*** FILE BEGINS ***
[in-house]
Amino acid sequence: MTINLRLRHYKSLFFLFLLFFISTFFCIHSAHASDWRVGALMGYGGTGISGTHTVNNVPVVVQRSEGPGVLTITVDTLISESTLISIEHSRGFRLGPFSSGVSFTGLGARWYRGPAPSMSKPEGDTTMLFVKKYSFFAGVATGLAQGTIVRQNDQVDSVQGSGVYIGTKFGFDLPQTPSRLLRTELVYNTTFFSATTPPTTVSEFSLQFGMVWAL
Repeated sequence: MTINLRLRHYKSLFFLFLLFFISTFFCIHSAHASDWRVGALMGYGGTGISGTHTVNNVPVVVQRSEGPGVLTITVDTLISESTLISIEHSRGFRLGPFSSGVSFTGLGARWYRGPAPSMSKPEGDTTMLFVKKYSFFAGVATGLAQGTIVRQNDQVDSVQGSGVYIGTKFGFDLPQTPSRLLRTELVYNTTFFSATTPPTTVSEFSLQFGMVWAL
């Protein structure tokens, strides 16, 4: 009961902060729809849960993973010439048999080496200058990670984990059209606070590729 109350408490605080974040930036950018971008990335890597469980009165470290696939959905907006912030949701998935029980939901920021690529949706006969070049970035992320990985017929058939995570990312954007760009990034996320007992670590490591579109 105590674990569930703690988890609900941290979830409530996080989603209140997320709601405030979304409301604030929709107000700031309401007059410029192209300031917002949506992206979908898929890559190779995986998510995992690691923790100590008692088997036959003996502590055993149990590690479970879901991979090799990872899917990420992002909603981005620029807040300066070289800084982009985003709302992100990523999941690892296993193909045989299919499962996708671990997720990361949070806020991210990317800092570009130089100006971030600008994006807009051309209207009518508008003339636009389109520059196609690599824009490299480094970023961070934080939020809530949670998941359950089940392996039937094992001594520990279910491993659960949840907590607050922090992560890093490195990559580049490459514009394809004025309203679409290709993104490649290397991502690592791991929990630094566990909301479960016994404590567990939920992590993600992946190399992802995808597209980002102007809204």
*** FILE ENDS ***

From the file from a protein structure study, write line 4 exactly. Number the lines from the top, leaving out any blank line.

């Protein structure tokens, strides 16, 4: 009961902060729809849960993973010439048999080496200058990670984990059209606070590729 109350408490605080974040930036950018971008990335890597469980009165470290696939959905907006912030949701998935029980939901920021690529949706006969070049970035992320990985017929058939995570990312954007760009990034996320007992670590490591579109 105590674990569930703690988890609900941290979830409530996080989603209140997320709601405030979304409301604030929709107000700031309401007059410029192209300031917002949506992206979908898929890559190779995986998510995992690691923790100590008692088997036959003996502590055993149990590690479970879901991979090799990872899917990420992002909603981005620029807040300066070289800084982009985003709302992100990523999941690892296993193909045989299919499962996708671990997720990361949070806020991210990317800092570009130089100006971030600008994006807009051309209207009518508008003339636009389109520059196609690599824009490299480094970023961070934080939020809530949670998941359950089940392996039937094992001594520990279910491993659960949840907590607050922090992560890093490195990559580049490459514009394809004025309203679409290709993104490649290397991502690592791991929990630094566990909301479960016994404590567990939920992590993600992946190399992802995808597209980002102007809204």